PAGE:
Such forest-based societies can be the signposts for more equitable and sustainable economic models in the post-Covid world. But India is going the other way by opening up coal mining in the biodiversity rich forests and planning dilution of environment protection laws

n Maharashtra state, village councils sell lucrative products like bamboo and Tendu leaves directly to the traders earning lakhs of rupees which is then distributed among the residents and used for local development work (link). They have appointed school teachers, built and renovated ponds, and conducted cleanliness drives using the money.

“This year, the gram sabhas have already received 30 percent of the bid amount in their bank accounts which they can use to deal with economic distress due to the lockdown,” said Dilip Gode of Vidarbha Nature Conservation Society (VNCS), a non-profit that guided the gram sabhas in attaining community forest rights and trade of tendu leaves in Gondia district of Maharashtra. “The best way to deal with shortcomings in trade of MFPs is to let people organise and take over.”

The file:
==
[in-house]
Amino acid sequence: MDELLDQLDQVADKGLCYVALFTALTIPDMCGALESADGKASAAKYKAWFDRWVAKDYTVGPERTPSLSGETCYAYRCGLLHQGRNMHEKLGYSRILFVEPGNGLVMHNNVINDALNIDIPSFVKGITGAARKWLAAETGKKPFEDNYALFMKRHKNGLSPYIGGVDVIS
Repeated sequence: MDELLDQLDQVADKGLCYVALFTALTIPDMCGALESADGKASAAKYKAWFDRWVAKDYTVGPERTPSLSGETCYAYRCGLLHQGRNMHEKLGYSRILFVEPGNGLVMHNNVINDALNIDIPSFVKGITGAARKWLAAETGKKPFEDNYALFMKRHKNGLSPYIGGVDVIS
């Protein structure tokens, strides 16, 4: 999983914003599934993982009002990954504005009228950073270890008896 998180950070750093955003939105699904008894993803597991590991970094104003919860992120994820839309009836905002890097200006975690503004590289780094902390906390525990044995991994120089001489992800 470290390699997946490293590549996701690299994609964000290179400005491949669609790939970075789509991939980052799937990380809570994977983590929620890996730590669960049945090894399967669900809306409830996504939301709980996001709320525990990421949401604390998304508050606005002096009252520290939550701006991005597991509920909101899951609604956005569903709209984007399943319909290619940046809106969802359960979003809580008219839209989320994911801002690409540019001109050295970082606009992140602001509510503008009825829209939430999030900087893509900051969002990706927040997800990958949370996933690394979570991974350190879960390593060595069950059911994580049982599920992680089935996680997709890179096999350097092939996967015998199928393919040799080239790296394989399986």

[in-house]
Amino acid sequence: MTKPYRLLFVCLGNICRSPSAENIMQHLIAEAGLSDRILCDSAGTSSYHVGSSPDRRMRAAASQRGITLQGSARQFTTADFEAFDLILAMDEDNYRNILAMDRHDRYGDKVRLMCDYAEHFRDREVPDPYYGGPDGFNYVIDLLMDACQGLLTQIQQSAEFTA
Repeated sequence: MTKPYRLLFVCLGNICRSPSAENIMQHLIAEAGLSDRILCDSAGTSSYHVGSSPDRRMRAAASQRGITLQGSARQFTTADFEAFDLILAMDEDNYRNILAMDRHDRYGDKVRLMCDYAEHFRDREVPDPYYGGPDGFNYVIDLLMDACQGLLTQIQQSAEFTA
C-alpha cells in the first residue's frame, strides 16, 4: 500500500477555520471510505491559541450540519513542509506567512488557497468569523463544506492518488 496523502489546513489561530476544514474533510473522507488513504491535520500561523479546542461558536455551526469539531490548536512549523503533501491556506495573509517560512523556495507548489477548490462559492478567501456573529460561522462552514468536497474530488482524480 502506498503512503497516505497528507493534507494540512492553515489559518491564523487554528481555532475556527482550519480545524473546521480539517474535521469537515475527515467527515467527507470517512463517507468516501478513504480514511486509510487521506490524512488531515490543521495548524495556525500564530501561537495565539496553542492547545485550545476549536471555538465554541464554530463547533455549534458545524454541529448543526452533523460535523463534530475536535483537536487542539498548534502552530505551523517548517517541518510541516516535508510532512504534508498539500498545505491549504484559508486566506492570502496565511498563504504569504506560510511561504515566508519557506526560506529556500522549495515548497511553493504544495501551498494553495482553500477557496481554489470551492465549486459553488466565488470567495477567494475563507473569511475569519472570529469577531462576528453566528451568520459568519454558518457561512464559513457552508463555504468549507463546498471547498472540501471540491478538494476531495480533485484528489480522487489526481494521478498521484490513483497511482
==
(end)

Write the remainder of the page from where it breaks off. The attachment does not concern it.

The progress on FRA has, however, been slow and many claims for land titles under the Act get rejected. Last year, state governments admitted in court that they rejected around 13 lakh FRA claims without following the due process.

One of the reasons government are reluctant on FRA is that it leads to devolution of power. The title holders under this law also get a bigger say in matters of approving developmental projects in the area which may involve deforestation.

That’s the lesson to remember when we try to re-imagine the post-Covid world. 

Manu Moudgil is an independent journalist. He is on Twitter at @manumoudgil